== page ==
At the intellectual high-water mark around the middle of his book, Ward recognises that
If cultural history does reveal to us a cognitive contention, with evolutionary consequences for adaptation…then it demonstrates the human brain works, like the human body, towards a homeostasis of the right ordering of right- and left-hemisphere activities.
Here we have also the promise of a value for judging beliefs built on a recognition of how belief relates to brain lateralisation: i.e. that more integrated beliefs (not solely left hemisphere certainties) are more adaptive, more effective, and address conditions better. But about this point in the book is where the big disappointment begins. Ward completely fails to capitalise on this insight or develop it into an account of how to differentiate between beliefs. One can only guess at the root reasons for this: perhaps he wrongly sees an explanation of better and worse beliefs in terms of the brain as necessarily reductive, perhaps he is enslaved to academic conventions of descriptivism and is in some way afraid to put forward new moral or epistemological criteria, or perhaps the territory just feels too unfamiliar for him to see the implications clearly enough.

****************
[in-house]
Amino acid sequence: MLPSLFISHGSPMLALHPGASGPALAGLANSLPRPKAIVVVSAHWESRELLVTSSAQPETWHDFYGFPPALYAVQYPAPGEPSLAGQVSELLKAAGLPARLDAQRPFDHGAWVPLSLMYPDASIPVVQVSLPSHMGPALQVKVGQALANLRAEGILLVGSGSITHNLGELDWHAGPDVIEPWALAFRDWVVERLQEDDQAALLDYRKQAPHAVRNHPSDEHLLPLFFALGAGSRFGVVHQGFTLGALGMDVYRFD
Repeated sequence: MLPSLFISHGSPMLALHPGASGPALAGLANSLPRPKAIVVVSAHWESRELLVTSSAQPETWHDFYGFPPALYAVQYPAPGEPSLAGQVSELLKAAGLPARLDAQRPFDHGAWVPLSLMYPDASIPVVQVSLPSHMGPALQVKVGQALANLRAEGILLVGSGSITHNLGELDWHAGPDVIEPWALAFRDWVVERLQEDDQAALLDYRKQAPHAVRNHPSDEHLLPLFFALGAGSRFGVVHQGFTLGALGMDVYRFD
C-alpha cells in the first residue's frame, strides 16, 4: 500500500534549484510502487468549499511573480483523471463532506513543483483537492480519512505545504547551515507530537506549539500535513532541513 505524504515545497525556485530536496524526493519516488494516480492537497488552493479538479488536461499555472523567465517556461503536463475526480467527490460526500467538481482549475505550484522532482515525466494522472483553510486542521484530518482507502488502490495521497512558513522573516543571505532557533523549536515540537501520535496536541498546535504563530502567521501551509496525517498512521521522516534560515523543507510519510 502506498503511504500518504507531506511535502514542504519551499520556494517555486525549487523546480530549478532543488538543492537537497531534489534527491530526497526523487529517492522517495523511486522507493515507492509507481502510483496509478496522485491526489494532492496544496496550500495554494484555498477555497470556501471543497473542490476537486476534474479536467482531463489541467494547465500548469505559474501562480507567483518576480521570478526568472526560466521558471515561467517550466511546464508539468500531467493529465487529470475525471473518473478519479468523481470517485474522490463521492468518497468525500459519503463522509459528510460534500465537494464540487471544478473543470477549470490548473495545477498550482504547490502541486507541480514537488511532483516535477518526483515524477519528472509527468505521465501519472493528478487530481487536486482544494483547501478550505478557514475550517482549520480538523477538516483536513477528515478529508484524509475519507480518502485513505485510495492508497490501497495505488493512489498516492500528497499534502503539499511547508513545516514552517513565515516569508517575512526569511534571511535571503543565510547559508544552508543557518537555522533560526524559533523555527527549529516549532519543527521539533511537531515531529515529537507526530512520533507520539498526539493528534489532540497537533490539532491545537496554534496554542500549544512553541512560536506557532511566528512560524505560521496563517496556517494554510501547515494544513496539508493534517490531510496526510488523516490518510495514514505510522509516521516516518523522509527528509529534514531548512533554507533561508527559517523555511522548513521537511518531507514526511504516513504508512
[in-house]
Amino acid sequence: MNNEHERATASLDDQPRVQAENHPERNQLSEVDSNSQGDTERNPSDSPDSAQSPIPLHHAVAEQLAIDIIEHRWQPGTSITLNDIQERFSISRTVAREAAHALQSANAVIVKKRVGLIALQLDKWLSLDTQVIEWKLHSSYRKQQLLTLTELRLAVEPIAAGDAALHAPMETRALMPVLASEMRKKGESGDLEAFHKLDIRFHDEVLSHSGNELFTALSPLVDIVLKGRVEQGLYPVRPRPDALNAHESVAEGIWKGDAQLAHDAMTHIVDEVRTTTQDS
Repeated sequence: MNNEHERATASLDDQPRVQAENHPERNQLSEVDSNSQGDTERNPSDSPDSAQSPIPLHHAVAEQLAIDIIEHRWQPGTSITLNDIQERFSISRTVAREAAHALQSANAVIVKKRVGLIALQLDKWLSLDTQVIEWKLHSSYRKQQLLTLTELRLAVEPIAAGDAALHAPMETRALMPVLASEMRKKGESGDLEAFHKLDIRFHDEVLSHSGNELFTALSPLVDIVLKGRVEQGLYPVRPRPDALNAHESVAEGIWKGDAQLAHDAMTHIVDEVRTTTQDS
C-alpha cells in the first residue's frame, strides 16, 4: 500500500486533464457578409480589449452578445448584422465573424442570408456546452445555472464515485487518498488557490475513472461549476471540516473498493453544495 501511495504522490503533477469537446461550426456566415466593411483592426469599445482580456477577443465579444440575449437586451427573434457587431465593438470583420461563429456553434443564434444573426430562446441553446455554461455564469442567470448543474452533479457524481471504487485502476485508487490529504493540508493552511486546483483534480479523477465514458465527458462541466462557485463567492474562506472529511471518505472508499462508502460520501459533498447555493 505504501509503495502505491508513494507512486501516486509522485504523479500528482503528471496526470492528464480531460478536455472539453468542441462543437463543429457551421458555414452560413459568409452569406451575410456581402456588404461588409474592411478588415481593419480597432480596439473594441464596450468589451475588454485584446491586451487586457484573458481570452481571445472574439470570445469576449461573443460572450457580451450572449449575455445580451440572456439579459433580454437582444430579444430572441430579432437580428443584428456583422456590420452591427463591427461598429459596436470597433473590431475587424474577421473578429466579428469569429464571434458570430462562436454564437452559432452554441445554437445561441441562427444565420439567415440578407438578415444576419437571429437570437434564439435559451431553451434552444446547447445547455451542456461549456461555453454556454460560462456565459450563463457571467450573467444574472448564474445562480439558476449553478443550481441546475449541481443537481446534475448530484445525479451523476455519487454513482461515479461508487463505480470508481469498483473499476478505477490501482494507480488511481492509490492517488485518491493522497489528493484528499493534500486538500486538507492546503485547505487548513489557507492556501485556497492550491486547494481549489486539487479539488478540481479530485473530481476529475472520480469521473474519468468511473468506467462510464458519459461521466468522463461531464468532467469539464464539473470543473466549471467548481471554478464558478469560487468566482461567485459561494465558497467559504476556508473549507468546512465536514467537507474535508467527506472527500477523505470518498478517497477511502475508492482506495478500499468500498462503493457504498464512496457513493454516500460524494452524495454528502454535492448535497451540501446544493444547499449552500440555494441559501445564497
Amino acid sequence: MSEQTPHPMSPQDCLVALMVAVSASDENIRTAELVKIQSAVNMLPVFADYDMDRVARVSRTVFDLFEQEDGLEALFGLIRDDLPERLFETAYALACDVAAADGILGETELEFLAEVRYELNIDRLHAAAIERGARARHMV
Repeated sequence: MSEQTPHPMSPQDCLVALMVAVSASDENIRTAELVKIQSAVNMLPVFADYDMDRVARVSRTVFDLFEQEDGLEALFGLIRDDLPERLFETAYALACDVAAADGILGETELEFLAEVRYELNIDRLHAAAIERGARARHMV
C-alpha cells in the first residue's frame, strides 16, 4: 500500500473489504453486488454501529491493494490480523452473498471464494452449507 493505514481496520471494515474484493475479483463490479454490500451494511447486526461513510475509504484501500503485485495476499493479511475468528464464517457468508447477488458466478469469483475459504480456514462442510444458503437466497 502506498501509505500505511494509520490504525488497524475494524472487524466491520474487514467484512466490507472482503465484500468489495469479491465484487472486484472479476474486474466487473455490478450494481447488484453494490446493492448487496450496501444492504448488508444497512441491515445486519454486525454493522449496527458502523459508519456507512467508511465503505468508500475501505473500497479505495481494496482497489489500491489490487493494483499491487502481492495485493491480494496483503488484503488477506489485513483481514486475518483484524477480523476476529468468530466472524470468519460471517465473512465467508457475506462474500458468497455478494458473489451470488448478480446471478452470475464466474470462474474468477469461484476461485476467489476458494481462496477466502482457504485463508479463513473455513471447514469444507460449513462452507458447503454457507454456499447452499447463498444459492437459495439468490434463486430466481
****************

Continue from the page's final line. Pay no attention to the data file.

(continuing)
From this point onwards, Ward very strikingly also fails to connect over-certainty of left hemisphere belief with anything at all that goes on in Christianity, even though he is eager to identify that narrow certainty with secular reductionism that he opposes. Fundamentalism, evangelicalism, and clerical dogma simply fail to get any kind of mention or acknowledgement despite their obvious relevance and the wide-ranging nature of the discussion otherwise. This is a rather striking omission that it is rather hard not to see as offering a one-sided or even bowdlerised implicit version of Christianity.